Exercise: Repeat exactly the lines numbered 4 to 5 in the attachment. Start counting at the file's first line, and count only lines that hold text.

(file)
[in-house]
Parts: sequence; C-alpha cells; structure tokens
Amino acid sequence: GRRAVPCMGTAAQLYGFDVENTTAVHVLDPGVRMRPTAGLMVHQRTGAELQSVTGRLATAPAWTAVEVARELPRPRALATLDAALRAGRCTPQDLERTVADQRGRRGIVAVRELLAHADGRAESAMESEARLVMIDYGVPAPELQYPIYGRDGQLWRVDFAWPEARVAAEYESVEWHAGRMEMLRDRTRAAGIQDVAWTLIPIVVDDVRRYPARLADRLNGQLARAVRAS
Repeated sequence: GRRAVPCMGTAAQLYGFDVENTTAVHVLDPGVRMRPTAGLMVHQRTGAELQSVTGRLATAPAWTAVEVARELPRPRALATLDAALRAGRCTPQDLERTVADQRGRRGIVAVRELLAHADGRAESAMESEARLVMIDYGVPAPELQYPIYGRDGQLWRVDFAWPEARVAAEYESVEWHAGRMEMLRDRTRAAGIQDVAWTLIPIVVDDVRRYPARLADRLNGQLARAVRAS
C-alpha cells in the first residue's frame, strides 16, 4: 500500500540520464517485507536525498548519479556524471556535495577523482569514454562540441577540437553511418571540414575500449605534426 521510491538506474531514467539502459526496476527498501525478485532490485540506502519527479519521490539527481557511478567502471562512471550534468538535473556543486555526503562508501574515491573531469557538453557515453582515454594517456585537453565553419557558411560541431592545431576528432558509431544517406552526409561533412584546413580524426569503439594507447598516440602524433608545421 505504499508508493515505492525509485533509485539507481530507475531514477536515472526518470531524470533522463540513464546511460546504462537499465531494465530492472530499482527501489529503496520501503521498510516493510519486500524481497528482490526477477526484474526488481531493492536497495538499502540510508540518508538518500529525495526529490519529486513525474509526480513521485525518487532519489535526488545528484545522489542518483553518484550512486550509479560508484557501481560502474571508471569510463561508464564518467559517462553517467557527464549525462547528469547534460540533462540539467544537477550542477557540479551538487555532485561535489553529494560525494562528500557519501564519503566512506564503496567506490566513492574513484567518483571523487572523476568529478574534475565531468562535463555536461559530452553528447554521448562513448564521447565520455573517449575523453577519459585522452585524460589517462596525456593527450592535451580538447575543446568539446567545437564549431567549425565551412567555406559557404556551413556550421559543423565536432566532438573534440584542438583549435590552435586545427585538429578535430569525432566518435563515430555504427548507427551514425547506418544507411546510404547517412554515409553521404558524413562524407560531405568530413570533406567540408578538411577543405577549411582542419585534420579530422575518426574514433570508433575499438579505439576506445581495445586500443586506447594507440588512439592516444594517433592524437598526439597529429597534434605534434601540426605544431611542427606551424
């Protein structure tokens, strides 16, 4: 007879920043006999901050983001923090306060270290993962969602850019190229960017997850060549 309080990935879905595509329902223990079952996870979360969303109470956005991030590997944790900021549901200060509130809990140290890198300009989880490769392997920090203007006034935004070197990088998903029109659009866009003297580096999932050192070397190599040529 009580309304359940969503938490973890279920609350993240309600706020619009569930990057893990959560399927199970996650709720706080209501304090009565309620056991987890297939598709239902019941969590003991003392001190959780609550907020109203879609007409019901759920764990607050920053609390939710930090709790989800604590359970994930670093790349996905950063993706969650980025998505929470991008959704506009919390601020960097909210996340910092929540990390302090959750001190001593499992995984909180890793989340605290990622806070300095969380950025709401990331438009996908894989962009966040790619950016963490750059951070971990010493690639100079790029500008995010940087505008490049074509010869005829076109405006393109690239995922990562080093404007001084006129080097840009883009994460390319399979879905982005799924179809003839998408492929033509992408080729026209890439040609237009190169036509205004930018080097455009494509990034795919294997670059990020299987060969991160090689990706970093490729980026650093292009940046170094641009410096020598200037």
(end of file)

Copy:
Repeated sequence: GRRAVPCMGTAAQLYGFDVENTTAVHVLDPGVRMRPTAGLMVHQRTGAELQSVTGRLATAPAWTAVEVARELPRPRALATLDAALRAGRCTPQDLERTVADQRGRRGIVAVRELLAHADGRAESAMESEARLVMIDYGVPAPELQYPIYGRDGQLWRVDFAWPEARVAAEYESVEWHAGRMEMLRDRTRAAGIQDVAWTLIPIVVDDVRRYPARLADRLNGQLARAVRAS
C-alpha cells in the first residue's frame, strides 16, 4: 500500500540520464517485507536525498548519479556524471556535495577523482569514454562540441577540437553511418571540414575500449605534426 521510491538506474531514467539502459526496476527498501525478485532490485540506502519527479519521490539527481557511478567502471562512471550534468538535473556543486555526503562508501574515491573531469557538453557515453582515454594517456585537453565553419557558411560541431592545431576528432558509431544517406552526409561533412584546413580524426569503439594507447598516440602524433608545421 505504499508508493515505492525509485533509485539507481530507475531514477536515472526518470531524470533522463540513464546511460546504462537499465531494465530492472530499482527501489529503496520501503521498510516493510519486500524481497528482490526477477526484474526488481531493492536497495538499502540510508540518508538518500529525495526529490519529486513525474509526480513521485525518487532519489535526488545528484545522489542518483553518484550512486550509479560508484557501481560502474571508471569510463561508464564518467559517462553517467557527464549525462547528469547534460540533462540539467544537477550542477557540479551538487555532485561535489553529494560525494562528500557519501564519503566512506564503496567506490566513492574513484567518483571523487572523476568529478574534475565531468562535463555536461559530452553528447554521448562513448564521447565520455573517449575523453577519459585522452585524460589517462596525456593527450592535451580538447575543446568539446567545437564549431567549425565551412567555406559557404556551413556550421559543423565536432566532438573534440584542438583549435590552435586545427585538429578535430569525432566518435563515430555504427548507427551514425547506418544507411546510404547517412554515409553521404558524413562524407560531405568530413570533406567540408578538411577543405577549411582542419585534420579530422575518426574514433570508433575499438579505439576506445581495445586500443586506447594507440588512439592516444594517433592524437598526439597529429597534434605534434601540426605544431611542427606551424